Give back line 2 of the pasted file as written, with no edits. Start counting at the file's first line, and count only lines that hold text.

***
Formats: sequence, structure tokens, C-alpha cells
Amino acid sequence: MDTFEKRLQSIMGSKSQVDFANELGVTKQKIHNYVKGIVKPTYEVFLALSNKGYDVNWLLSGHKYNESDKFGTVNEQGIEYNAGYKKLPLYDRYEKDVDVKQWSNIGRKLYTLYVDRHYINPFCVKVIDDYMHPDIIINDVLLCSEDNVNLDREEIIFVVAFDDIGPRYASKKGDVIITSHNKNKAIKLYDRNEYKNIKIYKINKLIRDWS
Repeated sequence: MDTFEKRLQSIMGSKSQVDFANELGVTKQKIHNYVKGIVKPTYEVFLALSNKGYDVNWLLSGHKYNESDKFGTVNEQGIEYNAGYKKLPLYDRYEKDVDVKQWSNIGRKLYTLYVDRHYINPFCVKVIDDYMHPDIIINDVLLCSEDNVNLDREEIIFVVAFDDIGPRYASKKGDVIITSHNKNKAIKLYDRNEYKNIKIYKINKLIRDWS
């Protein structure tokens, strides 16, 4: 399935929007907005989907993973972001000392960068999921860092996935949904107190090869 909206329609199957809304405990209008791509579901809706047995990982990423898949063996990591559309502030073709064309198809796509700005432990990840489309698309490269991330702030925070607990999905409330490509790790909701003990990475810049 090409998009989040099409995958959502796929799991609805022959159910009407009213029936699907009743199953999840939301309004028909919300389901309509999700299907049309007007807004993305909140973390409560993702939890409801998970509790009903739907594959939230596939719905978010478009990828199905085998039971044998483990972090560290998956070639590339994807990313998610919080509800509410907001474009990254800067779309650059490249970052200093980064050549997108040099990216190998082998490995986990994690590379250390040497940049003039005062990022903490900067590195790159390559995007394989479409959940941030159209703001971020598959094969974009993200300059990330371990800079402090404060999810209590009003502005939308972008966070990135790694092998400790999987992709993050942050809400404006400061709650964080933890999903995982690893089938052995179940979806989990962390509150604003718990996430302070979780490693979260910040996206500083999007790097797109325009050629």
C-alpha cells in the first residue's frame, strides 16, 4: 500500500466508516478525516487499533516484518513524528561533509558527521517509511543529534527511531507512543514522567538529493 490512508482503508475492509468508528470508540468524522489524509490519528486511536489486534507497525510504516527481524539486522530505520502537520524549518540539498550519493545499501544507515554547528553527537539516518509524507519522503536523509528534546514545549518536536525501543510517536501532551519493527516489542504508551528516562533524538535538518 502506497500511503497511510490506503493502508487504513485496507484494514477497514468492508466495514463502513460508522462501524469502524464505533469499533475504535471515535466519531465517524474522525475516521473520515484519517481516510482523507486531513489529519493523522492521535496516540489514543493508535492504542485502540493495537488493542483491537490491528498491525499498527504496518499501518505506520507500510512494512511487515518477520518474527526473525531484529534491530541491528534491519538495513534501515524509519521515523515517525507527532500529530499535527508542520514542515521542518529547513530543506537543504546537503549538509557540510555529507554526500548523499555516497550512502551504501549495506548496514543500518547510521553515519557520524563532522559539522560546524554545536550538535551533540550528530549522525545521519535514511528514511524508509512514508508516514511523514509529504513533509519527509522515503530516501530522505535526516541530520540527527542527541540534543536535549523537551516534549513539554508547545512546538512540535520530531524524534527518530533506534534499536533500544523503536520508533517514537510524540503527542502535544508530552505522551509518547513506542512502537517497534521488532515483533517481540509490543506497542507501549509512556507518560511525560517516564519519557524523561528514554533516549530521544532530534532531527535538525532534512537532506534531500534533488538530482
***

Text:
Amino acid sequence: MDTFEKRLQSIMGSKSQVDFANELGVTKQKIHNYVKGIVKPTYEVFLALSNKGYDVNWLLSGHKYNESDKFGTVNEQGIEYNAGYKKLPLYDRYEKDVDVKQWSNIGRKLYTLYVDRHYINPFCVKVIDDYMHPDIIINDVLLCSEDNVNLDREEIIFVVAFDDIGPRYASKKGDVIITSHNKNKAIKLYDRNEYKNIKIYKINKLIRDWS